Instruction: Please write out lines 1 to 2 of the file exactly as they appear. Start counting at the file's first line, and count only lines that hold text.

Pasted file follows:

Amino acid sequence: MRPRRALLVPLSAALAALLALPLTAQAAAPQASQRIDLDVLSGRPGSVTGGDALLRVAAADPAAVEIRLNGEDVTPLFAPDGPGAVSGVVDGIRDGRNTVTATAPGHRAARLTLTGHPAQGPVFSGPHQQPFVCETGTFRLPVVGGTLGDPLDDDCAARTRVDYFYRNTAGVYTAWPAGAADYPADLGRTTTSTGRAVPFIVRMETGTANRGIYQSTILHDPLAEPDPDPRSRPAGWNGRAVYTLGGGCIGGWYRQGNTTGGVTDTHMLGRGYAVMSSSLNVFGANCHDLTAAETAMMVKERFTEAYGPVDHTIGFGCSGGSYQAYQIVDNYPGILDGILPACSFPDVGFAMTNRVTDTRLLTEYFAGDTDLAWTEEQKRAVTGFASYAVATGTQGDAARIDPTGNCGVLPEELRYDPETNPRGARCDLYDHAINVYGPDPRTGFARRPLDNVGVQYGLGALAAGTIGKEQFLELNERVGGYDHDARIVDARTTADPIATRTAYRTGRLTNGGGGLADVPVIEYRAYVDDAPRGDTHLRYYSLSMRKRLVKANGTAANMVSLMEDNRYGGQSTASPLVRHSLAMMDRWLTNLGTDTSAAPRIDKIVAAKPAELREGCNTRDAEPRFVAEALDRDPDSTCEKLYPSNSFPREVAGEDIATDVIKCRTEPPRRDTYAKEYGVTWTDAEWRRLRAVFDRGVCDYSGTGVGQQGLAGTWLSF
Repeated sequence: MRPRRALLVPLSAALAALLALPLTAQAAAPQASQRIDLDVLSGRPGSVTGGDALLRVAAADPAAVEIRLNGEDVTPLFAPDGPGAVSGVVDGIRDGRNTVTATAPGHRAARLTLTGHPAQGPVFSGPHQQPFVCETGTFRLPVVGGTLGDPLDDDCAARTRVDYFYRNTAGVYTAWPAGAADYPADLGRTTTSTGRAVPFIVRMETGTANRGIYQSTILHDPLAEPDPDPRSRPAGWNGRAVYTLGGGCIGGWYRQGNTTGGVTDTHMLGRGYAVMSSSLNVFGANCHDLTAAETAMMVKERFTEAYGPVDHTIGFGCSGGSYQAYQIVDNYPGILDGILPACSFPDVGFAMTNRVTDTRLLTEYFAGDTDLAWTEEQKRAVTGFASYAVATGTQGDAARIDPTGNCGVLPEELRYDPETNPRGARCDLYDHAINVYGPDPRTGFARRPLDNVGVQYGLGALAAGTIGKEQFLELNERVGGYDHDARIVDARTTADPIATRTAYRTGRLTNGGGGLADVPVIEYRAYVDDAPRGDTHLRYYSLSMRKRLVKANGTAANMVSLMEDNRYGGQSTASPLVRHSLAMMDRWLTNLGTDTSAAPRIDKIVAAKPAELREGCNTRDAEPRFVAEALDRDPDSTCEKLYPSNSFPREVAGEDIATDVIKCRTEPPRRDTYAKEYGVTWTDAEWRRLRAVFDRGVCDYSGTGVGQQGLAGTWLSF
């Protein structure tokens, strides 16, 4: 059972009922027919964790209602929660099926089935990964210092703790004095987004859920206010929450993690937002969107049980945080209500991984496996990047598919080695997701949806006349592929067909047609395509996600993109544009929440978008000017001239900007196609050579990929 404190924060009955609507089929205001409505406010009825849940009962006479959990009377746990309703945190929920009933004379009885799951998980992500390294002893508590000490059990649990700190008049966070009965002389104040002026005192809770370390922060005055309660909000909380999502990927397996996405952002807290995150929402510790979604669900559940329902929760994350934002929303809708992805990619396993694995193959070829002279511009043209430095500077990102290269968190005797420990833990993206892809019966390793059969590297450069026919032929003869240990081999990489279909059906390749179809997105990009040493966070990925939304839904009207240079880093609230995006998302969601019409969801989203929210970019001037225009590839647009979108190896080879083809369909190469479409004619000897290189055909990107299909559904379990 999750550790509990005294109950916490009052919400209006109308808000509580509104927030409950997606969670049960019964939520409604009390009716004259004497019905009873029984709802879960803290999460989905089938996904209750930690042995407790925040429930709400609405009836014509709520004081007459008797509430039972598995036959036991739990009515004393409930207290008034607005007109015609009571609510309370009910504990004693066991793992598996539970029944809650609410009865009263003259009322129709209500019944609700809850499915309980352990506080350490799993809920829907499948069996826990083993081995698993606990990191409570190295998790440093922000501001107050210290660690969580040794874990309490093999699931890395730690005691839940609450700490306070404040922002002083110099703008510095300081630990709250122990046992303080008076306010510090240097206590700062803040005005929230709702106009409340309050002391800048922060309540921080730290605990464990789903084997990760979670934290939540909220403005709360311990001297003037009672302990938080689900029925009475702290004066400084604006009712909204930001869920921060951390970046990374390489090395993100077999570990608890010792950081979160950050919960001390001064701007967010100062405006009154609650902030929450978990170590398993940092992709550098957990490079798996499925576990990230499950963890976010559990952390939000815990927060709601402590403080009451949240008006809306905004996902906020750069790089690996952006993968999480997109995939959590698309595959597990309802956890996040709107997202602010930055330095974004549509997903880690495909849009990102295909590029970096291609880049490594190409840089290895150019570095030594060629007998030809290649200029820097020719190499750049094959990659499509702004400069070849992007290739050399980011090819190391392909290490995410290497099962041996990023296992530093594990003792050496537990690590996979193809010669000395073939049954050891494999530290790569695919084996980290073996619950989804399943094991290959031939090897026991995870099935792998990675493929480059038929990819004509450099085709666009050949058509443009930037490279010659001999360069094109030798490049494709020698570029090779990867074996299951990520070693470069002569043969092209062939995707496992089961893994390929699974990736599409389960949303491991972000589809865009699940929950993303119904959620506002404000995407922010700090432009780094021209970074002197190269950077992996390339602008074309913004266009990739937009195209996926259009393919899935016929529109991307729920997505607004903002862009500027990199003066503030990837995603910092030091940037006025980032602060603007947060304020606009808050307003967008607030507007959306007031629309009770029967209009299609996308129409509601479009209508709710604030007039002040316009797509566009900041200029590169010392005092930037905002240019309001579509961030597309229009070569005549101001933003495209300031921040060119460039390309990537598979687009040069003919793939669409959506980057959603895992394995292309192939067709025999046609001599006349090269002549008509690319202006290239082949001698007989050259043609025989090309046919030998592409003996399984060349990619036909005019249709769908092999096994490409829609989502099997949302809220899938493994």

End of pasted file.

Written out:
Amino acid sequence: MRPRRALLVPLSAALAALLALPLTAQAAAPQASQRIDLDVLSGRPGSVTGGDALLRVAAADPAAVEIRLNGEDVTPLFAPDGPGAVSGVVDGIRDGRNTVTATAPGHRAARLTLTGHPAQGPVFSGPHQQPFVCETGTFRLPVVGGTLGDPLDDDCAARTRVDYFYRNTAGVYTAWPAGAADYPADLGRTTTSTGRAVPFIVRMETGTANRGIYQSTILHDPLAEPDPDPRSRPAGWNGRAVYTLGGGCIGGWYRQGNTTGGVTDTHMLGRGYAVMSSSLNVFGANCHDLTAAETAMMVKERFTEAYGPVDHTIGFGCSGGSYQAYQIVDNYPGILDGILPACSFPDVGFAMTNRVTDTRLLTEYFAGDTDLAWTEEQKRAVTGFASYAVATGTQGDAARIDPTGNCGVLPEELRYDPETNPRGARCDLYDHAINVYGPDPRTGFARRPLDNVGVQYGLGALAAGTIGKEQFLELNERVGGYDHDARIVDARTTADPIATRTAYRTGRLTNGGGGLADVPVIEYRAYVDDAPRGDTHLRYYSLSMRKRLVKANGTAANMVSLMEDNRYGGQSTASPLVRHSLAMMDRWLTNLGTDTSAAPRIDKIVAAKPAELREGCNTRDAEPRFVAEALDRDPDSTCEKLYPSNSFPREVAGEDIATDVIKCRTEPPRRDTYAKEYGVTWTDAEWRRLRAVFDRGVCDYSGTGVGQQGLAGTWLSF
Repeated sequence: MRPRRALLVPLSAALAALLALPLTAQAAAPQASQRIDLDVLSGRPGSVTGGDALLRVAAADPAAVEIRLNGEDVTPLFAPDGPGAVSGVVDGIRDGRNTVTATAPGHRAARLTLTGHPAQGPVFSGPHQQPFVCETGTFRLPVVGGTLGDPLDDDCAARTRVDYFYRNTAGVYTAWPAGAADYPADLGRTTTSTGRAVPFIVRMETGTANRGIYQSTILHDPLAEPDPDPRSRPAGWNGRAVYTLGGGCIGGWYRQGNTTGGVTDTHMLGRGYAVMSSSLNVFGANCHDLTAAETAMMVKERFTEAYGPVDHTIGFGCSGGSYQAYQIVDNYPGILDGILPACSFPDVGFAMTNRVTDTRLLTEYFAGDTDLAWTEEQKRAVTGFASYAVATGTQGDAARIDPTGNCGVLPEELRYDPETNPRGARCDLYDHAINVYGPDPRTGFARRPLDNVGVQYGLGALAAGTIGKEQFLELNERVGGYDHDARIVDARTTADPIATRTAYRTGRLTNGGGGLADVPVIEYRAYVDDAPRGDTHLRYYSLSMRKRLVKANGTAANMVSLMEDNRYGGQSTASPLVRHSLAMMDRWLTNLGTDTSAAPRIDKIVAAKPAELREGCNTRDAEPRFVAEALDRDPDSTCEKLYPSNSFPREVAGEDIATDVIKCRTEPPRRDTYAKEYGVTWTDAEWRRLRAVFDRGVCDYSGTGVGQQGLAGTWLSF